Those in the small business world can probably relate all too often to the uncomfortable feeling of being asked for something they may not be able to do. Sometimes it’s a service, product, or price that you can’t offer, sometimes it’s a volunteer opportunity during a hectic time in your life, sometimes it’s a sales rep trying to pitch a product or service that you are just not interested in, and so on. This strain is particularly difficult when the request is being made by a current client or potential customer.
Obviously, taking on customers is something that you strive for, plus there is the added concern of damaging your business reputation by turning down a project. However, there are times when taking on work is doing a disservice to yourself, your client, or both of you. Saying no is a difficult part of life- it’s not a good feeling, especially in a professional setting, however, sometimes it is the best way to save yourself and those interested in working with you time, money, and stress. Here are just a few reasons why it may be a good idea to (nicely) turn down a project request:
You are genuinely not the best person for the job.
This is ok. You do not have to be an expert in everything related to your field. I love web design, but for advanced logo design, I always refer clients to other professionals because I know I am not the best person to create a highly artistic logo. When I first started working as a web designer, I felt compelled to say yes to every request and do the best that I possibly could by myself. Needless to say, it was a pretty stressful time, but I came out of the process having learned a lot. When something arises that’s out of your wheelhouse, it’s good to have a network of professionals you trust to lean on and refer to. I am happy to be part of Social B Creative’s network, and I often lean on them when I find myself in need of a hand.
You do not have the time to devote to the project.
This one goes especially for folks in the creative arts and service industries. You may not have the time to do everything, and that is an important thing to recognize. Not only do you have to account for your professional projects, but you have to account for personal projects or events as well. (I’m getting married next week, I’ve definitely taken on less work than usual!) While having to tell a client or customer that you are not able to take on their project right away is uncomfortable for most small business owners, it is nothing compared to having to tell the same person their project will not be completed in a timely manner. This is not fair to your customer and it could absolutely damage your reputation.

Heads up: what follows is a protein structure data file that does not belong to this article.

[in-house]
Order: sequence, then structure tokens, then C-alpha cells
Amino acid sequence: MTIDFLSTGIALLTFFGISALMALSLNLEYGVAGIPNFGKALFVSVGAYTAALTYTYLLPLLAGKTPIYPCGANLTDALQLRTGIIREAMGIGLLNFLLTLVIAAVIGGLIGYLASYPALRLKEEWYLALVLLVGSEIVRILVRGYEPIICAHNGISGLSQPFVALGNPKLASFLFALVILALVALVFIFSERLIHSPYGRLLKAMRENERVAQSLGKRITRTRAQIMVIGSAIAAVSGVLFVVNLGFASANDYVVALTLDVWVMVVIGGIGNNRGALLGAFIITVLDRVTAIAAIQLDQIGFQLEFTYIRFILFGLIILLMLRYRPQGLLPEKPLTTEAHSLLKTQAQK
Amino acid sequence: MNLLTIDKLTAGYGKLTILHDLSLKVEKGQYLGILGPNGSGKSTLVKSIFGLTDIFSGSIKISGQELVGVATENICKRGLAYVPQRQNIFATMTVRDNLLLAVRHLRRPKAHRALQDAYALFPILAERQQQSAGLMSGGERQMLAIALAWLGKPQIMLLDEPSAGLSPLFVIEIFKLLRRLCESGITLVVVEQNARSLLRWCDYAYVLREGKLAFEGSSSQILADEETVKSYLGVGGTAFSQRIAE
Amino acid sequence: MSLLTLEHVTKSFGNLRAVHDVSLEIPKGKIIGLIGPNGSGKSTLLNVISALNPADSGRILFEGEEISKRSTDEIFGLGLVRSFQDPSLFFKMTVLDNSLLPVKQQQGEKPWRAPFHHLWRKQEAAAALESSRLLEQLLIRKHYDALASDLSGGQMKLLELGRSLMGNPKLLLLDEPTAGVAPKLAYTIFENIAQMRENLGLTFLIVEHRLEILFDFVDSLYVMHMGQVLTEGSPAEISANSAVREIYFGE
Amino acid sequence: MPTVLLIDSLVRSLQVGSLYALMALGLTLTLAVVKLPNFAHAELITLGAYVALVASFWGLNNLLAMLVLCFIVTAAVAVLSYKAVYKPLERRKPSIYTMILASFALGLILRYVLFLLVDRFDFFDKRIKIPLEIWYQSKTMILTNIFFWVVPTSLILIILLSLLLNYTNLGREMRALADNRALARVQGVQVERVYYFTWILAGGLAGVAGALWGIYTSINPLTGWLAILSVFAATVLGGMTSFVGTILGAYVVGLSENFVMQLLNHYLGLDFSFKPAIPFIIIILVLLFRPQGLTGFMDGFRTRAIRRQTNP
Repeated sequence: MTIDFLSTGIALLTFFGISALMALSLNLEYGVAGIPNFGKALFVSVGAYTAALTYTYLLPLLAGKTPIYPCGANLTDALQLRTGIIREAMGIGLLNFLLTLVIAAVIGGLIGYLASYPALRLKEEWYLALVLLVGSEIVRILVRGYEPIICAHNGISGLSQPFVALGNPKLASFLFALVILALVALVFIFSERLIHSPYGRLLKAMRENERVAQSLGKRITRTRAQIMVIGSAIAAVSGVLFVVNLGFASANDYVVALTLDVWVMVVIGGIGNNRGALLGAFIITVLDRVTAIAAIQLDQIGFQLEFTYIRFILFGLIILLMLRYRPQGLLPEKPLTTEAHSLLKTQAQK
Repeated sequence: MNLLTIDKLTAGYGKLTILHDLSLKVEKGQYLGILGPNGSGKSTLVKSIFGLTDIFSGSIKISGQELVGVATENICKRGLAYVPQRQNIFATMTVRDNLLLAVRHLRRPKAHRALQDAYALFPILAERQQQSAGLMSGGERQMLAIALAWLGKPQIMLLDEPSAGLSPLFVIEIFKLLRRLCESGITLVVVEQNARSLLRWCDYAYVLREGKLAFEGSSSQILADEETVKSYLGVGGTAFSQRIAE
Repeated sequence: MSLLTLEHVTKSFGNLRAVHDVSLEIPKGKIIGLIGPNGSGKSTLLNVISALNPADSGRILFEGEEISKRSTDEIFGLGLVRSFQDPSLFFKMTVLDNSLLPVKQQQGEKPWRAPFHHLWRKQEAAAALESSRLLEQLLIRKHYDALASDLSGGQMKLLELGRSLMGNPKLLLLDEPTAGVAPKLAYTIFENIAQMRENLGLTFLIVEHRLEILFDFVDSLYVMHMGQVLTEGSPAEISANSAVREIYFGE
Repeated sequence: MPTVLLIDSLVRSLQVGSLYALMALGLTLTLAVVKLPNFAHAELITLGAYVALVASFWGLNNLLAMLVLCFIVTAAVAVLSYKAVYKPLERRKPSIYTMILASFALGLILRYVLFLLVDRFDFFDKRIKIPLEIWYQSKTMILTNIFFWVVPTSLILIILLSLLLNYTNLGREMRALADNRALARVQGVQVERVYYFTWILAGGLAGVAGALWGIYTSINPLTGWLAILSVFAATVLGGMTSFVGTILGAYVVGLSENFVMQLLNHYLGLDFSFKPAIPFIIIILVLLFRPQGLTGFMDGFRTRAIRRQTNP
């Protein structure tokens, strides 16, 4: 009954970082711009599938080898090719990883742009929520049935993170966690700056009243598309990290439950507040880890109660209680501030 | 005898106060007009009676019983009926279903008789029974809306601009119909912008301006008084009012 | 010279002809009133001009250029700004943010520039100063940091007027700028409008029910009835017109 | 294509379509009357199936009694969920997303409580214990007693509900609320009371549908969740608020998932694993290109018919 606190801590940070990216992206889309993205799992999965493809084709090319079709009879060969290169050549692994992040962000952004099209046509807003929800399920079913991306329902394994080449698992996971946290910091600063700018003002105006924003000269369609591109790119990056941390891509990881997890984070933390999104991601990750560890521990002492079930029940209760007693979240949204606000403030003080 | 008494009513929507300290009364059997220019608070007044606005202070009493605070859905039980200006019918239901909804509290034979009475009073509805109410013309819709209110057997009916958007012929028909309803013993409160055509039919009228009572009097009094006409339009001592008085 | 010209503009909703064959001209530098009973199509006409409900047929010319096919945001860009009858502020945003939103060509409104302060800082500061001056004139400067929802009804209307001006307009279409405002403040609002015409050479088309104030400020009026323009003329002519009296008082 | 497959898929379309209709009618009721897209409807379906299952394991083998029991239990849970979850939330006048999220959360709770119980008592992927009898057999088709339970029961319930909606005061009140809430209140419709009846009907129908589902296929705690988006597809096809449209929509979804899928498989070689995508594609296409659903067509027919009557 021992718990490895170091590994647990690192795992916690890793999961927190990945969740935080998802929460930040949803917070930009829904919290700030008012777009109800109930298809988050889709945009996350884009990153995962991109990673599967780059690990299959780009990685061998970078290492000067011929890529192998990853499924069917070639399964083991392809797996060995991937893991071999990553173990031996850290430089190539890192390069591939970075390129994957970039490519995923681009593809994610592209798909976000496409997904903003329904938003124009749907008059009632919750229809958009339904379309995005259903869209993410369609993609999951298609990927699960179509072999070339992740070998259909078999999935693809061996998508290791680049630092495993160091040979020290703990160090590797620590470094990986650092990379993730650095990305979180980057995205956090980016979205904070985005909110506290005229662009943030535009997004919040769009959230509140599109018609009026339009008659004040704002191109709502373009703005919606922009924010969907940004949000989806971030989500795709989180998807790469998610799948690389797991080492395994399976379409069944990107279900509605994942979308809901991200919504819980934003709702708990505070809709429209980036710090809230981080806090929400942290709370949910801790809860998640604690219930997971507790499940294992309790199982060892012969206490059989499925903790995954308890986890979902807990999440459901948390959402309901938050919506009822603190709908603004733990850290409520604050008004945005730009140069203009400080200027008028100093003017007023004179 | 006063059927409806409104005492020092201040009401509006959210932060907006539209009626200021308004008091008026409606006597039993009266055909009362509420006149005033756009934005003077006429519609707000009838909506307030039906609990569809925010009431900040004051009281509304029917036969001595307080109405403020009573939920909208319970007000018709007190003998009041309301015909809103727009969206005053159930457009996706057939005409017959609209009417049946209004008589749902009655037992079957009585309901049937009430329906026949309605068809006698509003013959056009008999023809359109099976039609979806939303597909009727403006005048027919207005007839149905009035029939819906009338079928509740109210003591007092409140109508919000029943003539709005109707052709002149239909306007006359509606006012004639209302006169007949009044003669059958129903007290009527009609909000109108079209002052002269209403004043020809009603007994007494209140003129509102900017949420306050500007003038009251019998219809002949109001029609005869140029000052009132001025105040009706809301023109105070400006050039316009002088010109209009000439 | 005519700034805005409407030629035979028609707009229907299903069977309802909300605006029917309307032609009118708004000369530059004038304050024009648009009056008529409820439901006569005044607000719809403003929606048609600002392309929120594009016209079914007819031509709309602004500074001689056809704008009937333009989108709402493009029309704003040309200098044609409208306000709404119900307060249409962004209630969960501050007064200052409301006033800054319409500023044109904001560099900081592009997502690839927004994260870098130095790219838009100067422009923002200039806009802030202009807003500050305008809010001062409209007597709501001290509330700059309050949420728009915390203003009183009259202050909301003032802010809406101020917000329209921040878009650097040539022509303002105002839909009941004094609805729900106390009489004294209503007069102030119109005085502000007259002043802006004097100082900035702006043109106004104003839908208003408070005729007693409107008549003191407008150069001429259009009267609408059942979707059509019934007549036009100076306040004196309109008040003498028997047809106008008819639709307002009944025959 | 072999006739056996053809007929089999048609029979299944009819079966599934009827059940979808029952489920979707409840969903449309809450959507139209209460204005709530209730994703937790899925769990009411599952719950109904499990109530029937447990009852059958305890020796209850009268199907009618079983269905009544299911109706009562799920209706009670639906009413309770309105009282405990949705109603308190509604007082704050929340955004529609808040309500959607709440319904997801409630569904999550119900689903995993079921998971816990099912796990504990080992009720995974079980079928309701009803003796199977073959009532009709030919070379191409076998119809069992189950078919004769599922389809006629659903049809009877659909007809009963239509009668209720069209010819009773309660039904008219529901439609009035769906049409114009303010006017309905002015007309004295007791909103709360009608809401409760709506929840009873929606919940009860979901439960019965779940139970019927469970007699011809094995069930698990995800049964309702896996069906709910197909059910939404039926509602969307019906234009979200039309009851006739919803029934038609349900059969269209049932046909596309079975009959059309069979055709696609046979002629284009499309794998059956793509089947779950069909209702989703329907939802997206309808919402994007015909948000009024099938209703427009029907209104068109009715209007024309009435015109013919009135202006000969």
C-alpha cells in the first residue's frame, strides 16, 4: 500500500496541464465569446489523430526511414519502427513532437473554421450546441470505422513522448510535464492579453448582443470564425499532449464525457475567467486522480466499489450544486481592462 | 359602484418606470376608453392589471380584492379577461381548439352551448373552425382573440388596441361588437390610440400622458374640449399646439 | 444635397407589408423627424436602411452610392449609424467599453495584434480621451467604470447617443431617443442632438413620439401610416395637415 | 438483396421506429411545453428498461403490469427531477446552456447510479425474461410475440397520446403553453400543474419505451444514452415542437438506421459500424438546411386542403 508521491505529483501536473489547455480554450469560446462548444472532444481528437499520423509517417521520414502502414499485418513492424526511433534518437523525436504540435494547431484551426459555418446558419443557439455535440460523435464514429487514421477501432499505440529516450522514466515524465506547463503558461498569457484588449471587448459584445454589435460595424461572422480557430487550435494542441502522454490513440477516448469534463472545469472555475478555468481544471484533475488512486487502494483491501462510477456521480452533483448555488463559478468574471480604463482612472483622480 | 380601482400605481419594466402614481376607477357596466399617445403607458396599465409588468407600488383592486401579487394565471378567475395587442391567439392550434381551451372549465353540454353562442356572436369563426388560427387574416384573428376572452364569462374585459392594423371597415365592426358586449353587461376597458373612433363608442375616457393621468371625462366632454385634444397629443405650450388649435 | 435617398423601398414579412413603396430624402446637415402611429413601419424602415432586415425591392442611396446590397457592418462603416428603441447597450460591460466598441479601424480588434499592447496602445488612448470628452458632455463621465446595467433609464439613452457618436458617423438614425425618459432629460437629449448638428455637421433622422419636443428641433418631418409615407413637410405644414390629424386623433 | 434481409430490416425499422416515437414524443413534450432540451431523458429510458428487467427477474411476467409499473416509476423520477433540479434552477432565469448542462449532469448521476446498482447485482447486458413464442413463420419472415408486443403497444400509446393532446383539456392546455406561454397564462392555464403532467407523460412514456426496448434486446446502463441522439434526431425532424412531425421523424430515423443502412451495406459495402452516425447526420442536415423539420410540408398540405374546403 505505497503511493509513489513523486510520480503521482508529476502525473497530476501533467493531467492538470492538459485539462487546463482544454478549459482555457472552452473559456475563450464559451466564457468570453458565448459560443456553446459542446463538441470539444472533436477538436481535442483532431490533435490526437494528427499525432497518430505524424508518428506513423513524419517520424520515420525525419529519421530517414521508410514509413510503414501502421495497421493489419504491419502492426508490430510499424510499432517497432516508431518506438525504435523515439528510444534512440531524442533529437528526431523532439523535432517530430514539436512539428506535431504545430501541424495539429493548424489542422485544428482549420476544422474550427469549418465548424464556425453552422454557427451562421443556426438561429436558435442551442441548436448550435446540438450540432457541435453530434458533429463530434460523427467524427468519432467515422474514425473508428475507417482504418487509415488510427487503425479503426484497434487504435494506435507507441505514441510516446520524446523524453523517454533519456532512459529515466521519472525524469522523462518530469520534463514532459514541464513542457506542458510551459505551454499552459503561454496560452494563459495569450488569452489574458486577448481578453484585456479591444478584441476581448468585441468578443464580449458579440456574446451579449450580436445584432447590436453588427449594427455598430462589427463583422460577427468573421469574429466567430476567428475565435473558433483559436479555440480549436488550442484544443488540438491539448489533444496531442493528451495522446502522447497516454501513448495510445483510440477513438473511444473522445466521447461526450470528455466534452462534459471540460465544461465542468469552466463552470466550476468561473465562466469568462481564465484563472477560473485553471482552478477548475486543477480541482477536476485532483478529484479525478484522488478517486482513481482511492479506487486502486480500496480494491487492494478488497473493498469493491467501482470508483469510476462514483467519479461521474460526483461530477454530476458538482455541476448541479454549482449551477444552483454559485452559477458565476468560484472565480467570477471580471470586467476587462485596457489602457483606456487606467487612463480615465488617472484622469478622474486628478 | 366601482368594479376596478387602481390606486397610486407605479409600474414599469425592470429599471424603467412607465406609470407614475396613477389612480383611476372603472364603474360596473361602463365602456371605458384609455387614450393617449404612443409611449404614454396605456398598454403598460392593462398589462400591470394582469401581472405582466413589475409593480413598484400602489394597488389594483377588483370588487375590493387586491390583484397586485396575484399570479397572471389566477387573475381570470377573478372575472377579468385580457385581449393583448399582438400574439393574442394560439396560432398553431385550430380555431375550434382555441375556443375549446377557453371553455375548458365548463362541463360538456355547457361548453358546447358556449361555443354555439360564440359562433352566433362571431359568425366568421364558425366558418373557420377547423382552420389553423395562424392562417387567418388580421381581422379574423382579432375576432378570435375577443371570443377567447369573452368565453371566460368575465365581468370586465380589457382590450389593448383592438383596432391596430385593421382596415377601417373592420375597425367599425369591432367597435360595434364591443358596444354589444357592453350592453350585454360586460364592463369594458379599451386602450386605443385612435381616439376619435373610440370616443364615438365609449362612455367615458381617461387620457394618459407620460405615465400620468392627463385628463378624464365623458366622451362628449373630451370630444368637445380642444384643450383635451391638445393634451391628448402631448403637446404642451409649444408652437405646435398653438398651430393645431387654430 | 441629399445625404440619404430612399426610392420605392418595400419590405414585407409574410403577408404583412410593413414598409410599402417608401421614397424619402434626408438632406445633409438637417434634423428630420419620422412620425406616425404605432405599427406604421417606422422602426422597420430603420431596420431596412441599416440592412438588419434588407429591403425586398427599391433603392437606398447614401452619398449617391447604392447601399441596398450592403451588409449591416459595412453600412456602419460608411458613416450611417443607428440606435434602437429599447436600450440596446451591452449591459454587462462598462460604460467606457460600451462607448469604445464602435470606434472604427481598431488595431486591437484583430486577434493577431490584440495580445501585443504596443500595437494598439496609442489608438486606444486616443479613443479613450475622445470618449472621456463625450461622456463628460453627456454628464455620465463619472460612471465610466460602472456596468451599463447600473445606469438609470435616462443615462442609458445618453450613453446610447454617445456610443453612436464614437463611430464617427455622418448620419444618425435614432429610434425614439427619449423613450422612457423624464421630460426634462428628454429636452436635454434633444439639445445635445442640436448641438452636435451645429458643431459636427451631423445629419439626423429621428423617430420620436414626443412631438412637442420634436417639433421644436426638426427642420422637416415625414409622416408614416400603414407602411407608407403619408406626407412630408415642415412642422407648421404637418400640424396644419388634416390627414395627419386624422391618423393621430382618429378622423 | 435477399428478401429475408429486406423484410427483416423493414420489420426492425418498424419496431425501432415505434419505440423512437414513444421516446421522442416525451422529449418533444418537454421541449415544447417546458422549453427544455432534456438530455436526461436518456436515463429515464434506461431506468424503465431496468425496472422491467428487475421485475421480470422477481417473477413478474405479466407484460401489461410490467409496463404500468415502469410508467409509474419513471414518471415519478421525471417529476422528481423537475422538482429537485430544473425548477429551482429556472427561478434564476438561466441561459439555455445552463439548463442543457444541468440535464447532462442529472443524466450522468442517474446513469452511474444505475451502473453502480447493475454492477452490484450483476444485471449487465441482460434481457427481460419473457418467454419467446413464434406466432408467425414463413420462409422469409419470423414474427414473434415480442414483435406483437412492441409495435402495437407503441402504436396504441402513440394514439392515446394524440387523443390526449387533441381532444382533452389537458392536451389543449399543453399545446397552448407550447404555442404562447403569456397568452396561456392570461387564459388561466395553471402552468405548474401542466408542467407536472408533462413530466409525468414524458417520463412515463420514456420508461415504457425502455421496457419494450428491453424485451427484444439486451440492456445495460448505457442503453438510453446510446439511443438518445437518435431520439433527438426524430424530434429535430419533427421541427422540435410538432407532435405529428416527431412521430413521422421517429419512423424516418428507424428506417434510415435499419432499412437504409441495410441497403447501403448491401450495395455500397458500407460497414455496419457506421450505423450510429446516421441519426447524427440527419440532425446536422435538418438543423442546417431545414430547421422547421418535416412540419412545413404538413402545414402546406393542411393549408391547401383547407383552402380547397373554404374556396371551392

You are not a good fit for the project or client.
There are a lot of reasons why you may not be a good fit for a particular client or customer. They may have expectations that you are unable to manage or maybe a project would present a conflict of interest- professionally or at a personal level. If you get the sense that you are not a good fit for the project, you may not be the best person for the job. Again, being able to refer to a professional who would better serve their needs is not a bad thing.
While being able to say yes to every project would be ideal, professional and personal constraints can sometimes negatively affect your ability to deliver the quality you would like. Knowing when to say no to something is an important part of managing your small business. While having to say it to a potential or current client is always a difficult choice, sometimes it genuinely is the best thing for you and for them.
Now that you know a bit more about what to consider when making the choice to turn down a project, stay tuned for part two for helpful tips on how best to say no in a way that is professional and helpful to your potential or current client.